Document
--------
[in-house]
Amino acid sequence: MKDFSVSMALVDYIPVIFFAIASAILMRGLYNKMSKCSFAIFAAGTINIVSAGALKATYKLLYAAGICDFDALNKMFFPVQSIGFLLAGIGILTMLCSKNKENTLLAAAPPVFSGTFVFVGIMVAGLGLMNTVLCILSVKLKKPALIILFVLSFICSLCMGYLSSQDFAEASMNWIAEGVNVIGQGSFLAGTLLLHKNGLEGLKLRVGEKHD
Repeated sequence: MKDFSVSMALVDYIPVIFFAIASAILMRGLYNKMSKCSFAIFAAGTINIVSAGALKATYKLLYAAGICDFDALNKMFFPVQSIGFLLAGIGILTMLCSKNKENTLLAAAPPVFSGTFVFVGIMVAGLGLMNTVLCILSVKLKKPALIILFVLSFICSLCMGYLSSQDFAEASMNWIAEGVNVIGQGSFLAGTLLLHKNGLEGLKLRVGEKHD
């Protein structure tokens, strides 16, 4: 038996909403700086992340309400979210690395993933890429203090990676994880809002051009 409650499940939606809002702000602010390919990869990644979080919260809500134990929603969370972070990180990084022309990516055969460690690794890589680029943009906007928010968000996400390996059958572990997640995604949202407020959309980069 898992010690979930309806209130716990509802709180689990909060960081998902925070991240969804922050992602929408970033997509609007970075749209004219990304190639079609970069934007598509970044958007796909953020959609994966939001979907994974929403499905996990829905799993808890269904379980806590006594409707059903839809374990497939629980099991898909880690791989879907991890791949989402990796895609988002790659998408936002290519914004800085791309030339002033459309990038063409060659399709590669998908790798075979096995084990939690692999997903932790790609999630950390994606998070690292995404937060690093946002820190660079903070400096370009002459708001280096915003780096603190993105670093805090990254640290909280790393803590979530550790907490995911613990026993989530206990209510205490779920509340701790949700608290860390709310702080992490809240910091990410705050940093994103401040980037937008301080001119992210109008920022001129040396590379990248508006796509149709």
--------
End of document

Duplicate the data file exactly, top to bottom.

[in-house]
Amino acid sequence: MKDFSVSMALVDYIPVIFFAIASAILMRGLYNKMSKCSFAIFAAGTINIVSAGALKATYKLLYAAGICDFDALNKMFFPVQSIGFLLAGIGILTMLCSKNKENTLLAAAPPVFSGTFVFVGIMVAGLGLMNTVLCILSVKLKKPALIILFVLSFICSLCMGYLSSQDFAEASMNWIAEGVNVIGQGSFLAGTLLLHKNGLEGLKLRVGEKHD
Repeated sequence: MKDFSVSMALVDYIPVIFFAIASAILMRGLYNKMSKCSFAIFAAGTINIVSAGALKATYKLLYAAGICDFDALNKMFFPVQSIGFLLAGIGILTMLCSKNKENTLLAAAPPVFSGTFVFVGIMVAGLGLMNTVLCILSVKLKKPALIILFVLSFICSLCMGYLSSQDFAEASMNWIAEGVNVIGQGSFLAGTLLLHKNGLEGLKLRVGEKHD
């Protein structure tokens, strides 16, 4: 038996909403700086992340309400979210690395993933890429203090990676994880809002051009 409650499940939606809002702000602010390919990869990644979080919260809500134990929603969370972070990180990084022309990516055969460690690794890589680029943009906007928010968000996400390996059958572990997640995604949202407020959309980069 898992010690979930309806209130716990509802709180689990909060960081998902925070991240969804922050992602929408970033997509609007970075749209004219990304190639079609970069934007598509970044958007796909953020959609994966939001979907994974929403499905996990829905799993808890269904379980806590006594409707059903839809374990497939629980099991898909880690791989879907991890791949989402990796895609988002790659998408936002290519914004800085791309030339002033459309990038063409060659399709590669998908790798075979096995084990939690692999997903932790790609999630950390994606998070690292995404937060690093946002820190660079903070400096370009002459708001280096915003780096603190993105670093805090990254640290909280790393803590979530550790907490995911613990026993989530206990209510205490779920509340701790949700608290860390709310702080992490809240910091990410705050940093994103401040980037937008301080001119992210109008920022001129040396590379990248508006796509149709």